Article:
May/June 2013
Executive Corner

New ways to make the most of your human capital investment

By Kevin Kosisko

The struggle to retain process expertise has become a competitive issue throughout our industry. This has become a challenge due to a maturing workforce, retirements - combined with job hopping as young engineers advance their careers, and an overall lack of qualified new applicants.

Advances in process automation also have made it possible to do much more with fewer people. But the remaining personnel need to be highly skilled. They must have the knowledge to keep processes running at optimal performance levels. At the same time, technology is advancing so quickly that even the best find it challenging to keep current. These highly skilled people are in demand in every industry sector - how can we retain these workers and give them the tools they need to be successful?

We can improve their work conditions and retain them with the delivery of advanced services to support their work and free them to focus on other tasks. A primary way to provide that support is to use technology to capture, then share, process automation knowledge and experience. This focuses collective experience of engineers around the world to help improve the efficiency of existing facilities or to establish a good operating foundation for new sites before they are launched.

These technologies reduce the time and expenses needed to address most everyday service requirements. They improve operations and lead to optimized process automation. As a bonus, they improve working conditions and help retain vital human resources by reducing workloads and stress related to production disruptions.

The best of these services combine the portability of laptop computers and smart, handheld devices with the accessibility of the Internet. As maintenance practices are improved, these tools capture best practices constantly, and then ensure they are shared so they are available at industrial sites.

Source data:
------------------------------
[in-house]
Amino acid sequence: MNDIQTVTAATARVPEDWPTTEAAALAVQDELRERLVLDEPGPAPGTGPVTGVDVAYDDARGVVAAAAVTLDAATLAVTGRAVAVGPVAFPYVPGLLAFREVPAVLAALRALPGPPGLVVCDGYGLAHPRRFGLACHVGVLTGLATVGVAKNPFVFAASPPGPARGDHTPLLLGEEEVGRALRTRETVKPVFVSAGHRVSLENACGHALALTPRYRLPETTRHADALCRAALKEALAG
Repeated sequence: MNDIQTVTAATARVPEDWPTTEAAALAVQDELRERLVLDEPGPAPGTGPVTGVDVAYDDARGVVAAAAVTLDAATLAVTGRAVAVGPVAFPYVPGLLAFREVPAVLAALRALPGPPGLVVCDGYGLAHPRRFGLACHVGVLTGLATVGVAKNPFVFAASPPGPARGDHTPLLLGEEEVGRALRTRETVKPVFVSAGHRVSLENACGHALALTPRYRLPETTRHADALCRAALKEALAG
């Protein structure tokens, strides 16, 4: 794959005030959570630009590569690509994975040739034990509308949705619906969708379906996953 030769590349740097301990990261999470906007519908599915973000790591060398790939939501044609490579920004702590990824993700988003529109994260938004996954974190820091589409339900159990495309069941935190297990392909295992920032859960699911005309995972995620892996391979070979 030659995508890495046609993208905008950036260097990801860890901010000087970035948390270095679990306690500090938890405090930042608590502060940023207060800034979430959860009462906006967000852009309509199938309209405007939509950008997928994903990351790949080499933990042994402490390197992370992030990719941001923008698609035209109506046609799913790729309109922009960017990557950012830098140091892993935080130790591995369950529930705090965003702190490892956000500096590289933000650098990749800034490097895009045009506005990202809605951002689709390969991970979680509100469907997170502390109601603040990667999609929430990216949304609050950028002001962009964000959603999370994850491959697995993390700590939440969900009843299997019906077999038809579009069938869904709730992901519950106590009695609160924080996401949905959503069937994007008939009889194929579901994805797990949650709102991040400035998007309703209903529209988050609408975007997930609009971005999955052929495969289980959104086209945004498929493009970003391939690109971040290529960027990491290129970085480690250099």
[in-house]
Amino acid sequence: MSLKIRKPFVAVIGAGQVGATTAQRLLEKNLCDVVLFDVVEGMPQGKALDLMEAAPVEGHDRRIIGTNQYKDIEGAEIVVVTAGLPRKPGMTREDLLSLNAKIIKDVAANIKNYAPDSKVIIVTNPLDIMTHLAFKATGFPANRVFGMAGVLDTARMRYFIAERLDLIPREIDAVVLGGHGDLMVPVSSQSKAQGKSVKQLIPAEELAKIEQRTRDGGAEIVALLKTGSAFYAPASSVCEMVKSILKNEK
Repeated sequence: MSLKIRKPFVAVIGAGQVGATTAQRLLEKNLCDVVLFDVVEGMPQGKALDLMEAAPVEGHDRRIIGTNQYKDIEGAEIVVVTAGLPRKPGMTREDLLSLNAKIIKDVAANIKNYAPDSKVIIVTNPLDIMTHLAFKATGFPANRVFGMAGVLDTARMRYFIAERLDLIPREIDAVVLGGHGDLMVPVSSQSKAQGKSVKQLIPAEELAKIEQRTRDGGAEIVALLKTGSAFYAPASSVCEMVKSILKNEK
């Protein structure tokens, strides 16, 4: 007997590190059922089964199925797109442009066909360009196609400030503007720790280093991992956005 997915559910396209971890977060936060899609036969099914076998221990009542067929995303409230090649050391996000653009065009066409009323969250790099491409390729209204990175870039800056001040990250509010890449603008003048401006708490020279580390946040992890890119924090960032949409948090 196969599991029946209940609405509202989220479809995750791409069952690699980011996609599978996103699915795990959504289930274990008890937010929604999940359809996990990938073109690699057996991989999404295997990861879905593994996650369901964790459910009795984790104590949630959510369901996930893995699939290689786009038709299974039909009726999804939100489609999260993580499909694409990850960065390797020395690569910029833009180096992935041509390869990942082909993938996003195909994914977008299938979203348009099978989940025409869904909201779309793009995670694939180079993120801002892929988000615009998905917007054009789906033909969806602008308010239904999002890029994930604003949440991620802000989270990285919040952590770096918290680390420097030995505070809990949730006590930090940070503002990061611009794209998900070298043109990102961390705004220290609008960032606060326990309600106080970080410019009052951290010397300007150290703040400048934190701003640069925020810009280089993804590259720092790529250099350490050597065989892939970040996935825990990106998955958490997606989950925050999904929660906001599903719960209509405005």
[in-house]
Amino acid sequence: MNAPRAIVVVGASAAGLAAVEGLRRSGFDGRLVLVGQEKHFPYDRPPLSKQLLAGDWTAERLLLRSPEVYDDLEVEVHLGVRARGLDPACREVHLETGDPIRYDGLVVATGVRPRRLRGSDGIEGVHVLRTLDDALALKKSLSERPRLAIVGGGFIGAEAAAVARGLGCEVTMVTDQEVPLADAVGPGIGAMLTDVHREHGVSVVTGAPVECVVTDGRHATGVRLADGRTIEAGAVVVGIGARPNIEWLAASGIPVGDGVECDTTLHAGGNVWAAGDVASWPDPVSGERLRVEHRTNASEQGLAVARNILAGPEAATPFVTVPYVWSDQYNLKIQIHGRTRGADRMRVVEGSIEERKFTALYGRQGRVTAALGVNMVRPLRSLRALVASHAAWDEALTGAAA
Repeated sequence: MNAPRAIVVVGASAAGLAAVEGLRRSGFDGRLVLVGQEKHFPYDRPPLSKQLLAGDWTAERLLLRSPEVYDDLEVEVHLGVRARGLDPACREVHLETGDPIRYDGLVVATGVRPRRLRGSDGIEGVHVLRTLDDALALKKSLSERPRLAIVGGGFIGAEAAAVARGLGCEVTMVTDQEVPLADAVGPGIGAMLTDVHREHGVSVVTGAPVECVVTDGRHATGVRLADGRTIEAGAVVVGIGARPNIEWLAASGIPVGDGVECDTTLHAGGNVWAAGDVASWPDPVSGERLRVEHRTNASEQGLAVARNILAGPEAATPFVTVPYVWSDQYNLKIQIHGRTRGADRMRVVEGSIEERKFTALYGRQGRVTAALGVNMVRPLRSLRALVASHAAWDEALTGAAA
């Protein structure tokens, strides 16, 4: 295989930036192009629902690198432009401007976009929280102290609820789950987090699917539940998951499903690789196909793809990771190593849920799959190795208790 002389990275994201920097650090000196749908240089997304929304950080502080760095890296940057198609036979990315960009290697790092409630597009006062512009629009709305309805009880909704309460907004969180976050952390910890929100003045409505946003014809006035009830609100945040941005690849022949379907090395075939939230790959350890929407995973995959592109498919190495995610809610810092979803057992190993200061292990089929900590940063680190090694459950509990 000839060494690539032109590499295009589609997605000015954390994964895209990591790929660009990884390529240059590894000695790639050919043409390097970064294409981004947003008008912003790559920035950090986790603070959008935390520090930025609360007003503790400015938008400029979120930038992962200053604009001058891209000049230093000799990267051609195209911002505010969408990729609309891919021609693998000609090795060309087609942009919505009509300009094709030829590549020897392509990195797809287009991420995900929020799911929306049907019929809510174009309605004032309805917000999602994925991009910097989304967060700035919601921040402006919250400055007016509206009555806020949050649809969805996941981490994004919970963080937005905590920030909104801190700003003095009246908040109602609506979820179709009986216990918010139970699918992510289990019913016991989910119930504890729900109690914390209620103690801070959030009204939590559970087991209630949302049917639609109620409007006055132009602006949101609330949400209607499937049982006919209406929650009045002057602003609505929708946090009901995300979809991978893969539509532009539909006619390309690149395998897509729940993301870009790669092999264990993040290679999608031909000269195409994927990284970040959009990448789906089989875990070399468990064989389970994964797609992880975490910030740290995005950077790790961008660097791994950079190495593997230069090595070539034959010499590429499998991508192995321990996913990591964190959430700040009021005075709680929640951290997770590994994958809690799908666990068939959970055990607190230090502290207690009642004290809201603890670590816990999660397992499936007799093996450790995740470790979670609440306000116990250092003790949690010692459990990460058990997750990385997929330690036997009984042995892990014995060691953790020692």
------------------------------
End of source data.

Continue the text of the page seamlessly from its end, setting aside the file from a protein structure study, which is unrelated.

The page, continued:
They help to shift the delivery of everyday maintenance to repeatable activities that are planned, recorded, and monitored (proactive service delivery), and away from variable services (reactive maintenance).

Moving these services to proactive delivery from reactive delivery helps to drive higher competitive returns from industrial systems, as maintenance activities are scheduled to take place during planned downtimes.

Adding monitoring for process automation equipment and software then allows potential problems to be identified and addressed early. The combination of scheduled service activities and constant monitoring help to minimize disruptions and ensure ongoing, optimized production.

Another challenge is that services must match the advanced engineering that providers of process automation continue to add to their systems.

Services more and more have to include automation analysis, packaging of repeatable processes, secure, remote-enabled interaction between the tools, the processes, and in-house experts, and a growing list of other responsibilities.

The better process automation systems become in automating production processes, the higher the demand for value-added services and the experts that provide them will become. This is especially true because of the smaller staffs at many production facilities, where, in addition to workforce reductions due to retirement, process engineering positions were reduced or even eliminated. However, when something goes wrong, process experts are still required to troubleshoot the problem. Technology again is the answer to provide the expert support that is being required for process automation.

Instead of adding a limited number of experts who could work on a limited number of sites and processes, automated service tools now can capture and analyze data so effectively that they can be used by less experienced engineers and for multiple customer processes.

These tools are based on remote-enabled platforms at production sites. The platforms reduce the effort needed to capture data from process automation systems, then make that data available to automated analysis tools and experts who review it. The analysis tools find abnormalities and underlying problems quickly so that they can be remedied before they can affect production.

These new tools provide the ability to monitor operations 24/7 and deliver repeatable, expert service for a wide range of process automation.

The deliverables from these tools ultimately are time, money, and more satisfying work for our process experts. Local engineers are freed from concerns about process maintenance services and uptime and are able to spend time on what they are best at: improving production processes.


Kevin Kosisko ( is vice president of service for the North American region of ABB, Inc., a supplier of automation and power solutions to industrial, power, and manufacturing sectors.